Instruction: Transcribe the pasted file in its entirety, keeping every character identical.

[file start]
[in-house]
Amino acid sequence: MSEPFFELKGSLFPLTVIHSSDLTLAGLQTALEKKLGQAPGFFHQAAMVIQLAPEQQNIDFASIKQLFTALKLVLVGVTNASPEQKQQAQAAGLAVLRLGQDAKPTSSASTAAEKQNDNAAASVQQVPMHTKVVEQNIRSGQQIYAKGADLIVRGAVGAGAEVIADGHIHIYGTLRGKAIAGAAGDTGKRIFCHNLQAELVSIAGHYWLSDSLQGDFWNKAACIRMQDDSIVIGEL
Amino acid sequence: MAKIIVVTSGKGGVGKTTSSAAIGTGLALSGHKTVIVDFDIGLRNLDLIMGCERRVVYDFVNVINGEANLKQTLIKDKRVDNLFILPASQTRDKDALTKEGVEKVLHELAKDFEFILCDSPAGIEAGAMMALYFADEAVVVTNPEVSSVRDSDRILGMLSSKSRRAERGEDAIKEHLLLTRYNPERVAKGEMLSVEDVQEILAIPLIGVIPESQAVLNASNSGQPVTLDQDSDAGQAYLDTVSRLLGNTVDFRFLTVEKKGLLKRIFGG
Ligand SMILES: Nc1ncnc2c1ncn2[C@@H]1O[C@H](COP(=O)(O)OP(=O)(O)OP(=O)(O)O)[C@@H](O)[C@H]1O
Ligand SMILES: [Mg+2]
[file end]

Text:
[in-house]
Amino acid sequence: MSEPFFELKGSLFPLTVIHSSDLTLAGLQTALEKKLGQAPGFFHQAAMVIQLAPEQQNIDFASIKQLFTALKLVLVGVTNASPEQKQQAQAAGLAVLRLGQDAKPTSSASTAAEKQNDNAAASVQQVPMHTKVVEQNIRSGQQIYAKGADLIVRGAVGAGAEVIADGHIHIYGTLRGKAIAGAAGDTGKRIFCHNLQAELVSIAGHYWLSDSLQGDFWNKAACIRMQDDSIVIGEL
Amino acid sequence: MAKIIVVTSGKGGVGKTTSSAAIGTGLALSGHKTVIVDFDIGLRNLDLIMGCERRVVYDFVNVINGEANLKQTLIKDKRVDNLFILPASQTRDKDALTKEGVEKVLHELAKDFEFILCDSPAGIEAGAMMALYFADEAVVVTNPEVSSVRDSDRILGMLSSKSRRAERGEDAIKEHLLLTRYNPERVAKGEMLSVEDVQEILAIPLIGVIPESQAVLNASNSGQPVTLDQDSDAGQAYLDTVSRLLGNTVDFRFLTVEKKGLLKRIFGG
Ligand SMILES: Nc1ncnc2c1ncn2[C@@H]1O[C@H](COP(=O)(O)OP(=O)(O)OP(=O)(O)O)[C@@H](O)[C@H]1O
Ligand SMILES: [Mg+2]